Baroness Verma: The latest European Commission annual report on development assistance was produced in 2010, covering EU commitments and spending for 2009. The full report, which includes data on all regions, countries and sectors, is available in the Library of the House and on the European Commission website at: www. ec.europa.eu/europeaid/multimedialpublications/ publications/annualreports/2010_en.htm.

Annual reports for 2007 and 2008 are also available on the European Commission website at: www.ec.europa. eu/europeaid/multimedia/publications/index_en.htm.

Asked by Baroness Tonge

Baroness Verma: The European Union has committed to increase its already substantial support to maternal and child health during 2011-13. The UK encourages

17 May 2011 : Column WA310

the EU to play a stronger role in health policy coherence and aid co-ordination and to ensure that adequate attention is given to reproductive, maternal and newborn health; the promotion of gender equality and the empowerment of women; and more predictable funding to the poorest countries to improve progress towards the millennium development goals.

The Department for International Development (DfID) report Framework for Results-Choices for Women confirms that the UK will seek more efficient and effective delivery of results by multilateral agencies. One of the key agencies identified is the European Commission. Following the outcome of DfID's multilateral aid review in March 2011, the UK will support wider reforms and will work to maximise cost control, value for money, transparency and alignment with partner country priorities.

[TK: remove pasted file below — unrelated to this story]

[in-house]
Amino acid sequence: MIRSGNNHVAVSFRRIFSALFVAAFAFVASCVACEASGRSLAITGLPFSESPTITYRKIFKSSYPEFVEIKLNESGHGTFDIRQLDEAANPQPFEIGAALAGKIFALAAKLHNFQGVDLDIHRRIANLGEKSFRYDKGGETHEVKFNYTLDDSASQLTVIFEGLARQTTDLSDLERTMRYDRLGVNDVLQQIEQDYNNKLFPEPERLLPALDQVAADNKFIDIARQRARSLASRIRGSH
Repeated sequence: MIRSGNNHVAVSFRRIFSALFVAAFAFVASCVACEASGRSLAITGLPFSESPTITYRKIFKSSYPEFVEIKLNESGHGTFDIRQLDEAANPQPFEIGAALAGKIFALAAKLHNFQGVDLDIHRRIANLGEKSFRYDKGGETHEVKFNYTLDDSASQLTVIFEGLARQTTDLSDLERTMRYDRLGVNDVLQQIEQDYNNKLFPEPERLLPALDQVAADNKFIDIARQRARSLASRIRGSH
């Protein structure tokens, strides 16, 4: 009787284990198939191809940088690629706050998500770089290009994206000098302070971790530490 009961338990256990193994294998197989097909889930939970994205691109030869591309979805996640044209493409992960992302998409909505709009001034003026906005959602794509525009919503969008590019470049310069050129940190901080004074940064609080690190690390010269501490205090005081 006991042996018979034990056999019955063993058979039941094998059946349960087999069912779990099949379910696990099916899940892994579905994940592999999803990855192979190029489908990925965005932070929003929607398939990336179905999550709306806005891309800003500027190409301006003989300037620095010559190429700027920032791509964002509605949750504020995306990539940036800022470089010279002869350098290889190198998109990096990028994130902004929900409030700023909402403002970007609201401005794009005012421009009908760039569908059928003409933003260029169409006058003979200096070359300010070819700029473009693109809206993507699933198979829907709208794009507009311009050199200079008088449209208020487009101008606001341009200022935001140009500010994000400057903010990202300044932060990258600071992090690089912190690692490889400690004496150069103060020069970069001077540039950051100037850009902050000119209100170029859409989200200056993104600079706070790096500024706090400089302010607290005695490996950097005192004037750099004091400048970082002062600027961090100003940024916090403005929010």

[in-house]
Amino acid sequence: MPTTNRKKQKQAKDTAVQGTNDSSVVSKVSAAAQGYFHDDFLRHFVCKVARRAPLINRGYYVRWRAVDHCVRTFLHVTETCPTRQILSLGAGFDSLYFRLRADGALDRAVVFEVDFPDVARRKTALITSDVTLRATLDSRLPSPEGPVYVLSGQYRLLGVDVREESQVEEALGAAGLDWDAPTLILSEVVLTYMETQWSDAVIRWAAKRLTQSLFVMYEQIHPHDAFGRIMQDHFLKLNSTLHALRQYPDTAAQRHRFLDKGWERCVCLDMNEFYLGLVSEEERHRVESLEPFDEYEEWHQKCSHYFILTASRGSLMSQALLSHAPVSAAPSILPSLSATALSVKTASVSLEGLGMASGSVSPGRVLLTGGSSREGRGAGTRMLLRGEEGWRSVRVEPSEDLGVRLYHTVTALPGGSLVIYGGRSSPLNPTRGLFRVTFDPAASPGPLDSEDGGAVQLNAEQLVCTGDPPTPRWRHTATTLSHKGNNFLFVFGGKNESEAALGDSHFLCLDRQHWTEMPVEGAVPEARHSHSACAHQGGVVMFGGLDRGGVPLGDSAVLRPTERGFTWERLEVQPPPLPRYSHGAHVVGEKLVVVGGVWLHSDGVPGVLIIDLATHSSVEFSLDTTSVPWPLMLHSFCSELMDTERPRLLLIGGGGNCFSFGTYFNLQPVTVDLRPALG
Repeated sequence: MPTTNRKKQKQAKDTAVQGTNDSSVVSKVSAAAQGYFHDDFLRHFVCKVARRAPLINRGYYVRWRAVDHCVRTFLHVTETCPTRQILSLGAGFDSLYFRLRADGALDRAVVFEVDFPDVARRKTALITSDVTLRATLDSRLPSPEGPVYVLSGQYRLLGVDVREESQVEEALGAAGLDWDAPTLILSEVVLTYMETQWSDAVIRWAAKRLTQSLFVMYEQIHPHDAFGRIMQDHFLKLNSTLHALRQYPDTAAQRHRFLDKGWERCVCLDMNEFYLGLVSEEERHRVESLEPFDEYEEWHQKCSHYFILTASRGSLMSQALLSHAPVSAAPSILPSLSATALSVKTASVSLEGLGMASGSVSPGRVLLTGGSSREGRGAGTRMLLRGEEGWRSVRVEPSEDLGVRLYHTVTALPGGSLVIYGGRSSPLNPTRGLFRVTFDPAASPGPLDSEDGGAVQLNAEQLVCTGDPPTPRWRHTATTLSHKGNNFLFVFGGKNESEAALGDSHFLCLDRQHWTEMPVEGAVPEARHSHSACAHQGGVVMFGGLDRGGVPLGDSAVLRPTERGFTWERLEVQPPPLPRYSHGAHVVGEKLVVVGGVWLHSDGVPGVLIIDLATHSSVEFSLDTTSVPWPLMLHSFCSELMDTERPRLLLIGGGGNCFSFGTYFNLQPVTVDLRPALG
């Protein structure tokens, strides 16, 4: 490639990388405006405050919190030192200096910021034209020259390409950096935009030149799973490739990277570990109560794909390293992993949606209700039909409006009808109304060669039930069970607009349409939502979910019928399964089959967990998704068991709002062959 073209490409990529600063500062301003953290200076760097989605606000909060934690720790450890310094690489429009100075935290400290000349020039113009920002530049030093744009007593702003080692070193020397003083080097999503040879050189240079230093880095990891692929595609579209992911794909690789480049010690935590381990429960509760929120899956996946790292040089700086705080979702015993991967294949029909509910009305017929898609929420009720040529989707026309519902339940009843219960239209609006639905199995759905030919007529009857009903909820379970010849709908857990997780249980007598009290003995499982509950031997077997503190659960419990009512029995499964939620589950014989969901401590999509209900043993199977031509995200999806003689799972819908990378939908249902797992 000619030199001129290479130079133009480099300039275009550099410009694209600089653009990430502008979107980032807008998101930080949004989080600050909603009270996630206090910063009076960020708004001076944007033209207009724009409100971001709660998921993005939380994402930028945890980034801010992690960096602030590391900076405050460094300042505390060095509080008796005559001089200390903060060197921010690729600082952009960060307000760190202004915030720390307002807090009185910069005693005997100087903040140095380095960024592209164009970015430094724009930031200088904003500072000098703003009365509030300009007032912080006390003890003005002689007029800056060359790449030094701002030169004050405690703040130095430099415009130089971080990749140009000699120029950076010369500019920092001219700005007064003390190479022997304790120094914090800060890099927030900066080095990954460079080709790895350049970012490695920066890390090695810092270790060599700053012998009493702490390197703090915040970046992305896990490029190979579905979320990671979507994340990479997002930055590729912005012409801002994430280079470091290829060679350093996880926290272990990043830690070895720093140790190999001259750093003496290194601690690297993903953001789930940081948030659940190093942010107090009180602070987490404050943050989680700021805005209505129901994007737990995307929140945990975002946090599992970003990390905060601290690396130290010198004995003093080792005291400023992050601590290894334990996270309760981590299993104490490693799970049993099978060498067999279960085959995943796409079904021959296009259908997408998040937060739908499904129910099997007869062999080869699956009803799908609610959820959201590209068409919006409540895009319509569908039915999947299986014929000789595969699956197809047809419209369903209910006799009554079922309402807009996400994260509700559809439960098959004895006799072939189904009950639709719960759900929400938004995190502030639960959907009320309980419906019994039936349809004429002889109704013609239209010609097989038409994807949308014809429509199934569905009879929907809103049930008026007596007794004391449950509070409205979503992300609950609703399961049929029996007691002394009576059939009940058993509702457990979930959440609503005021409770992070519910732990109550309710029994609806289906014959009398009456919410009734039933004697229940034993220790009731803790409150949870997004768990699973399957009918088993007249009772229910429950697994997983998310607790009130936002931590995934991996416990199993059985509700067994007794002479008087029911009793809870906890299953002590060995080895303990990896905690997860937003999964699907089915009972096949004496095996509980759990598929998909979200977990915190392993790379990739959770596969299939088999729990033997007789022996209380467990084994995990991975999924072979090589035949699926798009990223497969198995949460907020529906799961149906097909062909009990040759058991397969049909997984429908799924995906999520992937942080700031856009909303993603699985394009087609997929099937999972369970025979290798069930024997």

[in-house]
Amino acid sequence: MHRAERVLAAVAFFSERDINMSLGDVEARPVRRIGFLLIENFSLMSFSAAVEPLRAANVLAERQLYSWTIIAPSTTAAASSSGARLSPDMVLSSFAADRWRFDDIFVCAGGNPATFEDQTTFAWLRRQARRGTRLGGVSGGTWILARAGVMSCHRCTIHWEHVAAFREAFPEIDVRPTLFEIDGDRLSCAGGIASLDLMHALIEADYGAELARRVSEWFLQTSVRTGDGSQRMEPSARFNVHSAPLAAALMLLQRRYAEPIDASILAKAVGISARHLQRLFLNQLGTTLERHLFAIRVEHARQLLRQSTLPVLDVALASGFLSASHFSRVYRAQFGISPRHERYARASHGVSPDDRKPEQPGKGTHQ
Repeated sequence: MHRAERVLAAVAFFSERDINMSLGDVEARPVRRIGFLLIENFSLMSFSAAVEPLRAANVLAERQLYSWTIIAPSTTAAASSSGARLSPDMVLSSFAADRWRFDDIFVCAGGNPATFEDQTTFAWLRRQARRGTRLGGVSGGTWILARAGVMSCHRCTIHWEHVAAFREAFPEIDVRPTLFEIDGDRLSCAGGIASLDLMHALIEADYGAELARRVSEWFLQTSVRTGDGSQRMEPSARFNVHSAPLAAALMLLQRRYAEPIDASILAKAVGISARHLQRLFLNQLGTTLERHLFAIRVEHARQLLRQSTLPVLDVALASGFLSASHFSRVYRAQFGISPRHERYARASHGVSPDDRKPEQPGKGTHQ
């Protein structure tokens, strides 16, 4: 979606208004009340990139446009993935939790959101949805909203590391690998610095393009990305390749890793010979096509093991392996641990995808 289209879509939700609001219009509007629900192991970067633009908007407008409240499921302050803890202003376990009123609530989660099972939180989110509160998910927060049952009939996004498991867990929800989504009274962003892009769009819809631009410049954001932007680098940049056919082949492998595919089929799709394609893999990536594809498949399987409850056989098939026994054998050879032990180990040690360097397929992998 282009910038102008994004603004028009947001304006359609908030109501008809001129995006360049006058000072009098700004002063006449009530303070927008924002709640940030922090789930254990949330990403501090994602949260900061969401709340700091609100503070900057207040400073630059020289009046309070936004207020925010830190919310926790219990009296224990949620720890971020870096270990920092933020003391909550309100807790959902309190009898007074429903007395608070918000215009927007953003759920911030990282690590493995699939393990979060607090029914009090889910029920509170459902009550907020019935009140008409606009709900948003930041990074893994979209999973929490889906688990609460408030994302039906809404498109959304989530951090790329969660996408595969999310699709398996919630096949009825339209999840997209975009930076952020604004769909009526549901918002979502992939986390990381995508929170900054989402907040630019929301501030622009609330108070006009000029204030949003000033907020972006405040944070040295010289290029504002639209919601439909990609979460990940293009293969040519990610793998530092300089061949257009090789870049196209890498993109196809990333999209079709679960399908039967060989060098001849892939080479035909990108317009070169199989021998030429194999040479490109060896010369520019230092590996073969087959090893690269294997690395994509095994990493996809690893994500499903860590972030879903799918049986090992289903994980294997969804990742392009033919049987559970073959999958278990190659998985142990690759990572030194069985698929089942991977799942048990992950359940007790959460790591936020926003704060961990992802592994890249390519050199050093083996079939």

Asked by Baroness Tonge

Baroness Verma: The UK encourages the European Union to play a stronger role in health policy coherence and aid coordination and to ensure that adequate attention is given to: reproductive, maternal and newborn health; the promotion of gender equality and the empowerment of women; and more predictable funding to the poorest countries to improve progress towards millennium development goals.

The UK is supporting the continuous devolution and strengthening of EU delegations in partner countries. The European Court of Auditors' recent report (April 2011) on the Commission's devolution process demonstrates that staff strengthening at the country level has been beneficial in development areas such as health and education. The UK will also continue to support the European Commission's capacity to manage its health programmes through the provision of a health expert to the Commission. We will also encourage other EU member states to continue to second specialists to the Commission to work on priority development issues.

Pensions

Question

Asked by Lord Laird

The Commercial Secretary to the Treasury (Lord Sassoon): HM Treasury does not hold up-to-date data on the median or average pensions in payment, or the median or average lengths of service on which those pensions are based. However, Table 1.C of the Independent Public Service Pensions Commission's

17 May 2011 : Column WA311